SCIENCE
Astrophotographers Rush to Capture Images of New Supernova 2014J
Category: SCIENCE
Tags: Space
The new supernova in M82 captured by the 32-inch Schulman Telescope (RCOS) at the Mount Lemmon Sky Center in Arizona on January 23, 2014. Credit and copyright: Adam Block/Mount Lemmon SkyCenter/University of Arizona


Astrophotographers Rush to Capture Images of New Supernova 2014J
by NANCY ATKINSON on JANUARY 23, 2014

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With news yesterday of the closest confirmed type Ia supernova since the 1800′s, astronomers in the northern hemisphere risked frostbite and hoped for clear skies to try and capture images of the newly named supernova, 2014J.

Others quickly sorted through images taken of the galaxy M82 taken within the last week to see if they managed to capture it unknowingly! Currently at about +11.5 magnitude, you’ll need at least a 4-inch and larger telescope to see SN2014J. But it is not hard to see in these great images here, as the object is the only bright star shining in the galaxy. Of course, not all of us have access to equipment like the 32-inch telescope at the Mount Lemmon Sky Center, but Adam Block stayed up for most of the night and managed to capture this spectacular image of M82 and the supernova.

 
An image of M82 taken on January 19, 2014, before the official announcement of the discovery of the supernova. SN2014J is clearly visible. Credit and copyright: Sarah Hall & Colin Campbell. 

This is one example of astronomers looking back at recent images to see if they captured the supernova without knowing it. This one by Sarah Hall and Colin Campbell was taken on January 19, 2014 between 20:39 to 20:44 UTC with a Newtonian Telescope with prime focus DSLR observation, 8 inch aperture 1000mm focal length (f/5).

The buzz on Twitter has been that the supernova was so bright, that automated supernova search telescopes and programs missed it because it was too bright and they dismissed it as an anomaly.

One of the latest Astronomer Telegrams puts the star going supernova no earlier than January 11 and sometime prior to January 19, but they haven’t narrowed it down any further yet. I’m sure more images will surface to help pinpoint the time.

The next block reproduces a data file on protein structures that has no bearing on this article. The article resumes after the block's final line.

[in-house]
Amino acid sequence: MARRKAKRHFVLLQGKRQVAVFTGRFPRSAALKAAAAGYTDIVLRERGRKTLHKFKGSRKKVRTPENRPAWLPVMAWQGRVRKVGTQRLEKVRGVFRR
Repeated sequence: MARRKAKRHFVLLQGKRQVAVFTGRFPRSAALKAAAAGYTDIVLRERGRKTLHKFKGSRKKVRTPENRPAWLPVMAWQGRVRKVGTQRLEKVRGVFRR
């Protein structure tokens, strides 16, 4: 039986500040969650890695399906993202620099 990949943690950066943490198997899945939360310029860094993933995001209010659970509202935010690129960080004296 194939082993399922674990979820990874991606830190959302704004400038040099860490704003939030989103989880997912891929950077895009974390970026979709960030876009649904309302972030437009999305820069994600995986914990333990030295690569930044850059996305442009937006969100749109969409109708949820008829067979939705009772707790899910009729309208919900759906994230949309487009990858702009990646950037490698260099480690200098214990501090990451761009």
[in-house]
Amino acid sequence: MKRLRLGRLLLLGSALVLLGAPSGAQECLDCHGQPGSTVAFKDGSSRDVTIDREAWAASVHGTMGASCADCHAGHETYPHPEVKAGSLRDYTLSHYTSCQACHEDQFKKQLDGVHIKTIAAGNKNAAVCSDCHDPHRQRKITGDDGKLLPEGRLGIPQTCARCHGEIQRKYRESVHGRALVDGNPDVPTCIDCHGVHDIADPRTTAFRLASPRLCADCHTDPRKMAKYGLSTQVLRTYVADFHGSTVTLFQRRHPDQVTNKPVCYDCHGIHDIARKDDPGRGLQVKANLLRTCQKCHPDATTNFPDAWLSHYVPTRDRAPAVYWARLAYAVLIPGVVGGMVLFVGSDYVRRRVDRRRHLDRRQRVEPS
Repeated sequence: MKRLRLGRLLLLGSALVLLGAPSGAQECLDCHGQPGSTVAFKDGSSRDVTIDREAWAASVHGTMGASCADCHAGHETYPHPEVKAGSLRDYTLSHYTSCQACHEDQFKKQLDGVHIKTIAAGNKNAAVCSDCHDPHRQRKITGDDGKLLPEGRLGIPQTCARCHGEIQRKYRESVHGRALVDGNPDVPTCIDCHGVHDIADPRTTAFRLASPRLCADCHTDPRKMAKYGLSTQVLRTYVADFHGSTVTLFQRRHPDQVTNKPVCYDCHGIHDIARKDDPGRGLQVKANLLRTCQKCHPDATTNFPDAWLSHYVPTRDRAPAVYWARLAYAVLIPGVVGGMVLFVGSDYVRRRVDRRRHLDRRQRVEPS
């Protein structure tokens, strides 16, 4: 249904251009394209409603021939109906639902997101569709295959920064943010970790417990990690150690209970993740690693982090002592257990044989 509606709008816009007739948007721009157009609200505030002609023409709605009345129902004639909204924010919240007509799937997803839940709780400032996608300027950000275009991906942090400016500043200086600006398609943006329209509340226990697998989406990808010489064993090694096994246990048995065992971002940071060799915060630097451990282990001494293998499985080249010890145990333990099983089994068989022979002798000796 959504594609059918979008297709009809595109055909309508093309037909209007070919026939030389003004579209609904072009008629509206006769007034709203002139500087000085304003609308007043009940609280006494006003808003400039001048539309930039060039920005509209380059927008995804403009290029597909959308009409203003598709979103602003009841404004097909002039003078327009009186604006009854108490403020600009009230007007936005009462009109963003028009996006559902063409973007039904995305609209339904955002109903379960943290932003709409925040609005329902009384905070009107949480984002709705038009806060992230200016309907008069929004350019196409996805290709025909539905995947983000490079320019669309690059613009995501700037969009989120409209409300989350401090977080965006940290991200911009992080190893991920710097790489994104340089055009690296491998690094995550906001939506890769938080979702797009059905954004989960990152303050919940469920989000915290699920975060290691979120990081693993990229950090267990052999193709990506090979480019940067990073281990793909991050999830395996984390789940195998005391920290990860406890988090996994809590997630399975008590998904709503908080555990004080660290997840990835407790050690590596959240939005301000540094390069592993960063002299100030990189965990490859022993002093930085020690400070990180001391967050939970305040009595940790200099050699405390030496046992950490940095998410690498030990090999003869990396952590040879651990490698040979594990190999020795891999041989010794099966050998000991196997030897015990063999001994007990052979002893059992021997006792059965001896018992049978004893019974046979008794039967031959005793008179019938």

In the meantime, enjoy these other great shots:
 
 
 
 


Read more: http://www.universetoday.com/108462/astrophotographers-rush-to-capture-images-of-new-supernova-2014j/#ixzz2sS3rWWdI

 

Sugar-powered biobattery has 10 times the energy storage of lithium: Your smartphone might soon run on enzymes
Category: SCIENCE
Tags: Batteries

As you probably know, from sucking down cans of Coke and masticating on candy, sugar — glucose, fructose, sucrose, dextrose — is an excellent source of energy. Biologically speaking, sugar molecules are energy-dense, easy to transport, and cheap to digest. There is a reason why almost every living cell on Earth generates its energy (ATP) from glucose. Now, researchers at Virginia Tech have successfully created a sugar-powered fuel cell that has an energy storage density of 596 amp-hours per kilo — or “one order of magnitude” higher than lithium-ion batteries. This fuel cell is refillable with a solution of maltodextrin, and its only by products are electricity and water. The chief researcher, Y.H. Percival Zhang, says the tech could be commercialized in as soon as three years.

Now, it’s not exactly news that sugar is an excellent energy source. As a culture we’ve probably known about it since before we were Homo sapiens. The problem is, unless you’re a living organism or some kind of incendiary device, extracting that energy is difficult. In nature, an enzymatic pathway is used — a production line of tailor-made enzymes that meddle with the glucose molecules until they become ATP. Because it’s easy enough to produce enzymes in large quantities, researchers have tried to create fuel cells that use artificial “metabolism” to break down glucose into electricity (biobatteries), but it has historically proven very hard to find the right pathway for maximum efficiency and to keep the enzymes in the right place over a long period of time.

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Life On Mars Sim: 'Terraforming' Utah To Grow On Mars | Video
Category: SCIENCE
Tags: Mars Explorers

http://www.youtube.com/watch?v=k6KqgipcpuU

Published on 27 Jan 2014

MarsCrew134 is simulating the exploration of Mars in high altitude Utah. Crew scientist Michaela Musilova is adding organisms from Earth's extreme environments to the Utah soil samples to create organics, and important step in terraforming Mars. -- Read more here: http://goo.gl/5Wz3uc

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